Deploying a scikit-learn classifier to production

Scikit-learn is a great python library for all sorts of machine learning algorithms, and really well documented for the model development side of things. But once you have a trained classifier and are ready to run it in production, how do you go about doing this?

There’s a few managed services that will do it for you, but for my situation these weren’t a good fit. We just wanted to deploy the model onto a modest sized Digital Ocean instance, as a REST API that can be externally queried.

Challenges

  • saving the model in a form that can be loaded onto a remote server
  • wrapping up the classifier in an API
  • installing a scikit-learn environment on a server
  • finally, deploying the code onto the remote server

Model persistence

The scikit docs have a good section on this topic:

http://scikit-learn.org/stable/modules/model_persistence.html

I’d recommend using joblib to serialize your model:

from sklearn.externals import joblib from sklearn.pipeline import make_pipeline from sklearn.feature_extraction.text import HashingVectorizer from sklearn.svm import LinearSVC # code to load training data into X_train, y_train, split train/test set vec = HashingVectorizer() svc = LinearSVC() clf = make_pipeline(vec, svc) svc.fit(X_train, y_train) joblib.dump({'class1': clf}, 'models', compress=9)

I’m saving a single model under the key class1, but there’s scope to add several more classifiers as you go.

Also note, to keep the model size manageable even with a large number of features (as would happen with word vectors) the HashingVectorizer is used, because it is very memory efficient (constant with size of input) vectorizer. In validation the accuracy was very close to using a TfIdfVectorizer.

REST API

For an API, I’ve used flask to wrap up classifier predict() as a simple HTTP service:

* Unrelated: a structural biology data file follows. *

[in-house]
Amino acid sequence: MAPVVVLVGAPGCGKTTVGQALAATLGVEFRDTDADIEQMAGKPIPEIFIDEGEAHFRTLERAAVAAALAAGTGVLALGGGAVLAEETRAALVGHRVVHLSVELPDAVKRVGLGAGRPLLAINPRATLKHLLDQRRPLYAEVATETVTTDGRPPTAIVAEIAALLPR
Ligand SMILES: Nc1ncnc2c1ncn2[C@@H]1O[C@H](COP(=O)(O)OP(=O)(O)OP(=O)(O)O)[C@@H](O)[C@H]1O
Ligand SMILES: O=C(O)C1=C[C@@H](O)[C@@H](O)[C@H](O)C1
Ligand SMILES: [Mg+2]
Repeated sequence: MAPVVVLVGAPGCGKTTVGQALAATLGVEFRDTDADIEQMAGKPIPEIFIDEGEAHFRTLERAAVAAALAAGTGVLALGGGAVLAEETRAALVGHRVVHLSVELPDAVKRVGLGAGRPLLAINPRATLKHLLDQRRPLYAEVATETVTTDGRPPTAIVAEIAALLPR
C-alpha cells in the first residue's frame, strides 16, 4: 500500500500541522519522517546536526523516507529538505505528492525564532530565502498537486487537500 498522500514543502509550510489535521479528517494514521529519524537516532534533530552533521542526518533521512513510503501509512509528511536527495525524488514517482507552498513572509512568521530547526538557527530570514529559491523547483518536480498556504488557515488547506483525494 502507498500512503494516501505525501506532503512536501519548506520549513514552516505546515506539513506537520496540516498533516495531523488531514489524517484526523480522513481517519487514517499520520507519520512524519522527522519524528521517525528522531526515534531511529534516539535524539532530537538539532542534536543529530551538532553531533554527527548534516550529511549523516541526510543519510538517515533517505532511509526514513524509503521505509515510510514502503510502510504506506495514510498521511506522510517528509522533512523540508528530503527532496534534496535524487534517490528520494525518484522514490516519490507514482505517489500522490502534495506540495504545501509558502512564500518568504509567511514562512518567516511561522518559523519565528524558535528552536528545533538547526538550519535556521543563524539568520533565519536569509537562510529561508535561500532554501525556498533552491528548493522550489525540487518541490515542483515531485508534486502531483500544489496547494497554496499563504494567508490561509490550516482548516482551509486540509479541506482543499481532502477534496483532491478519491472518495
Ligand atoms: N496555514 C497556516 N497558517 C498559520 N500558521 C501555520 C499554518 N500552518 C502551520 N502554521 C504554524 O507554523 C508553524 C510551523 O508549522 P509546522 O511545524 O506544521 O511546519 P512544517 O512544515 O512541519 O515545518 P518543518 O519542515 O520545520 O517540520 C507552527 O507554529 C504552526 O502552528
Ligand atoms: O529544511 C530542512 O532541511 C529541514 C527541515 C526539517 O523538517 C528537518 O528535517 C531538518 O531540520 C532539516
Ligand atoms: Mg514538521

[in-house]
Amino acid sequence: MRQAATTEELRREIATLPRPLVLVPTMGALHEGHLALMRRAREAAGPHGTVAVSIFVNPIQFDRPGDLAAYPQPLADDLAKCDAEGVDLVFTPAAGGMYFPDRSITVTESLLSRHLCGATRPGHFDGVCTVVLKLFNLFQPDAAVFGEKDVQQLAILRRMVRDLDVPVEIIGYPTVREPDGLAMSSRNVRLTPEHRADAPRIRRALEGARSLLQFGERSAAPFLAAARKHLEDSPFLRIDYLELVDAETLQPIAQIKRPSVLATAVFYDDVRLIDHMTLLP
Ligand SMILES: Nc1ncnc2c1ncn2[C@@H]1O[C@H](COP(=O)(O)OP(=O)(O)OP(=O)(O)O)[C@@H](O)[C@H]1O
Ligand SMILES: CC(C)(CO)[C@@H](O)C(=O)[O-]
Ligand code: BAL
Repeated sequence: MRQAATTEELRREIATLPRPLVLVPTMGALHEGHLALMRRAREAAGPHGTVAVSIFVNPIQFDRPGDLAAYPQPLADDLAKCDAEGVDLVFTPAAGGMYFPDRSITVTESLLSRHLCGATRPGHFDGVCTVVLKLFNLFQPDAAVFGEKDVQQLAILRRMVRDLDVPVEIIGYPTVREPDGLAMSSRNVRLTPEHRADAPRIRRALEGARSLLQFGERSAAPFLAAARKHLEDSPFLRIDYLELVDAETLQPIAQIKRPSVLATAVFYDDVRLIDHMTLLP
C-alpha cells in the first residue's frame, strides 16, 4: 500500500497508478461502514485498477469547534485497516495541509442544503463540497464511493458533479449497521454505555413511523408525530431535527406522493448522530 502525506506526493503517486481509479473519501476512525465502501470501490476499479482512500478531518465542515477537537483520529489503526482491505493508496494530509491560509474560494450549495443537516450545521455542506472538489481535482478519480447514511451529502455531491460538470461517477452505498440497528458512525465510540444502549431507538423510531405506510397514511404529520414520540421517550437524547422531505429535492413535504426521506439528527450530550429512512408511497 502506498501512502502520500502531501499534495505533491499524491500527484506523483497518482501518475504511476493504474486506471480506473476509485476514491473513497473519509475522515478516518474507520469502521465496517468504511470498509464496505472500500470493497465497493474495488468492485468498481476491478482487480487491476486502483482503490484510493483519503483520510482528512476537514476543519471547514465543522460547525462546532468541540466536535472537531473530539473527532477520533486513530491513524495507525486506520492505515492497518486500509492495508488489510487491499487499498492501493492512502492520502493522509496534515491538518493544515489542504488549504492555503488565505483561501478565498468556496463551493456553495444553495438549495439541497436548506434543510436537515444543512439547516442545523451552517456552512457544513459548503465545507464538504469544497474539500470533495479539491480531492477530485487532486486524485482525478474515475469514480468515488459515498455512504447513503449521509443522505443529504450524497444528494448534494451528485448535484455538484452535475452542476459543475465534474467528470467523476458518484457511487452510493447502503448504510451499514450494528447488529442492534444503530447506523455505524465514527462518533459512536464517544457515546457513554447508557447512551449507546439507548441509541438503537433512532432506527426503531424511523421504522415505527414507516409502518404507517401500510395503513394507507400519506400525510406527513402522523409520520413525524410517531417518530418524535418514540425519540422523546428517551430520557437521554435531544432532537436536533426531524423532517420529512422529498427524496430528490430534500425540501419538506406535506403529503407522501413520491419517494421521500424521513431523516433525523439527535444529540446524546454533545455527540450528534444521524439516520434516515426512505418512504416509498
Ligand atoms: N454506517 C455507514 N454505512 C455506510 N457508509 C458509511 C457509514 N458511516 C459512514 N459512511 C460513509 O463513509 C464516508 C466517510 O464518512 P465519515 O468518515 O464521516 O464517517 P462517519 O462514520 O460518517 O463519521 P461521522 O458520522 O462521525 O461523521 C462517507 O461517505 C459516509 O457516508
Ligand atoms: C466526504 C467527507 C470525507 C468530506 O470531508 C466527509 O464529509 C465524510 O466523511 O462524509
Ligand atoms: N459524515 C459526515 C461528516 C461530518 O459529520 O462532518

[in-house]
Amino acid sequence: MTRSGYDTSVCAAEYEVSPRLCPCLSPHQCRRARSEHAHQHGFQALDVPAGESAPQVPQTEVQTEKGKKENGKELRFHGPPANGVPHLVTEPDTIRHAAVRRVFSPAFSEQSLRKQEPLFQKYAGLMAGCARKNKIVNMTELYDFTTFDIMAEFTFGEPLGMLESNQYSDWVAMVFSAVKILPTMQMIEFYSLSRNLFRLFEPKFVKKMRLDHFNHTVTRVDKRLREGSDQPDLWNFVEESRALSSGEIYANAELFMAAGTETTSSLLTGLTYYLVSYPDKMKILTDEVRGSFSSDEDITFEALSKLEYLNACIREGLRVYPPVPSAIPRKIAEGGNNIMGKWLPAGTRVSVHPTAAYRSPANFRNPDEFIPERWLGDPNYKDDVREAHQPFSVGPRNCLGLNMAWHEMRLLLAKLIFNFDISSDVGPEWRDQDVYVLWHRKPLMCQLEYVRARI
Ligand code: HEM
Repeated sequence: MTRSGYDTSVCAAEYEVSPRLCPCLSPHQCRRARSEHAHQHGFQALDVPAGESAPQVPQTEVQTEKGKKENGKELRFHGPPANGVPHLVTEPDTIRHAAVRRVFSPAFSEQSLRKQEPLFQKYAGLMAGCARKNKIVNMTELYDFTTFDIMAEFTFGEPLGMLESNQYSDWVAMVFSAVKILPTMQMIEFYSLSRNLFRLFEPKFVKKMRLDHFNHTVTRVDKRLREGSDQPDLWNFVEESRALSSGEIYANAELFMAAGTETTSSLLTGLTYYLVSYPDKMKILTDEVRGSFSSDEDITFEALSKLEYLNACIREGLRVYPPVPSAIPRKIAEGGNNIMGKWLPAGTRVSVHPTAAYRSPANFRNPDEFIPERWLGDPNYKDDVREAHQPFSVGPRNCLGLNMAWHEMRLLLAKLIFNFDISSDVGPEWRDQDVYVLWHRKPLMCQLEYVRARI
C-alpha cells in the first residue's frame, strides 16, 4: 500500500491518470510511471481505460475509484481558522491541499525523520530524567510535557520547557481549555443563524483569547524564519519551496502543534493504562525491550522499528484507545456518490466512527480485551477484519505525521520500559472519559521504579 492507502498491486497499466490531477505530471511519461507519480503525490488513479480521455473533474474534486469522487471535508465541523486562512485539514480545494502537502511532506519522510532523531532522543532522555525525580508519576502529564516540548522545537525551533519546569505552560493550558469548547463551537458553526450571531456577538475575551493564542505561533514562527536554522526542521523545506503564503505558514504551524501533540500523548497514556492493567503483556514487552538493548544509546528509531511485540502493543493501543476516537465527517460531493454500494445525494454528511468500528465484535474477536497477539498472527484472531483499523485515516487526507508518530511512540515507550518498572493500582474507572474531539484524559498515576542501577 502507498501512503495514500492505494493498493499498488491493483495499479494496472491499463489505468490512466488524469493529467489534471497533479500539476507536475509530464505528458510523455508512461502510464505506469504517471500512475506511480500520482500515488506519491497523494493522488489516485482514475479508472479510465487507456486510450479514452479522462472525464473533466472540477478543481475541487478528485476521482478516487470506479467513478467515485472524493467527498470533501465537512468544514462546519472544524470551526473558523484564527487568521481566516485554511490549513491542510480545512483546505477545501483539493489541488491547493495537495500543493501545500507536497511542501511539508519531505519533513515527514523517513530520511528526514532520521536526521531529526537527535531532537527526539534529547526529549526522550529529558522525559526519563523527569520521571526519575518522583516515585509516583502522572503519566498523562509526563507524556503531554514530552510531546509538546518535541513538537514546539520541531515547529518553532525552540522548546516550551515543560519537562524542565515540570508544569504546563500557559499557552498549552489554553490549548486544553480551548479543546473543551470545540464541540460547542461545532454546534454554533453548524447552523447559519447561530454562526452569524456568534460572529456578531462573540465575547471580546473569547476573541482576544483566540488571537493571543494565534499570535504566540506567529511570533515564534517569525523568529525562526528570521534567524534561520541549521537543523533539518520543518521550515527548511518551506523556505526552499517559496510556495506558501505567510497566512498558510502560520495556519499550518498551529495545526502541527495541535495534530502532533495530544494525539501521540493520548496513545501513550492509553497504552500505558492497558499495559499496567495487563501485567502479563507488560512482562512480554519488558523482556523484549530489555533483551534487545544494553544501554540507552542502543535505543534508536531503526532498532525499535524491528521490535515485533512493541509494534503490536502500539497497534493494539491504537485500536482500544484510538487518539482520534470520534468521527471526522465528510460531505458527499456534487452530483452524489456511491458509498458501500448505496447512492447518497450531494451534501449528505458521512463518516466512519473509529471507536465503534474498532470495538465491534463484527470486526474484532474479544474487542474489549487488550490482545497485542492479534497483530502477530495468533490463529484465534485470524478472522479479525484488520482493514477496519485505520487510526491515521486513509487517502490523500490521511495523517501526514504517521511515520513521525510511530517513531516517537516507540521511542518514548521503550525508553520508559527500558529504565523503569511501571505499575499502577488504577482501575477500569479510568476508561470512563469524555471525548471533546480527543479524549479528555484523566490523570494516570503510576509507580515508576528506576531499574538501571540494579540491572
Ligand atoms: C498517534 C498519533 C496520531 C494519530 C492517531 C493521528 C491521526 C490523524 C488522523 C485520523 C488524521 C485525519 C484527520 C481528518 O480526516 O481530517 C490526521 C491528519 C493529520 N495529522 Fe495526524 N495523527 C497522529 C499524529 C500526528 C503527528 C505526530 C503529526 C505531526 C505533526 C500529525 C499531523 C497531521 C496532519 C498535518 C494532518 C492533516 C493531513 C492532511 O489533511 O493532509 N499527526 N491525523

from flask import jsonify, request, Flask from sklearn.externals import joblib models = joblib.load('models') app = Flask(__name__) @app.route('/', methods=['POST']) def predict(): text = request.form.get('text') results = {} for name, clf in models.iteritems(): results[name] = clf.predict([text])[0] return jsonify(results) if __name__ == '__main__': app.run()

This receives a POST / with JSON {"text": "..."}, and returns the first classification predicted from the model.

This is set out as a python a package (under mlapi/__init__.py), with a corresponding setup.py:

from setuptools import setup __version__ = '0.1.0' setup( name='mlapi', version=__version__, description='mlapi', author='Your Name', author_email='[email protected]', packages=['mlapi'], entry_points={}, )

Creating it as a python package means it can be built to a wheel (.whl) which makes it very easy to distribute for deployment, next…

Deploying

I use fabric to deploy - it’s nice and simple to setup.

For python installation on the server I use the Anaconda distribution of python miniconda. Miniconda removes all the difficulties of installing scikit-learn and the complex dependencies (numpy, scipy, etc.), taking the pain out of setting up the python environment to run your app.

It’ll run on any version of Linux - in this case I was using Ubuntu 14.04 LTS. The app service is started by Upstart, but equally Systemd can be used with some adaptions if that’s your flavour.

Create a fabfile.py to configure fabric: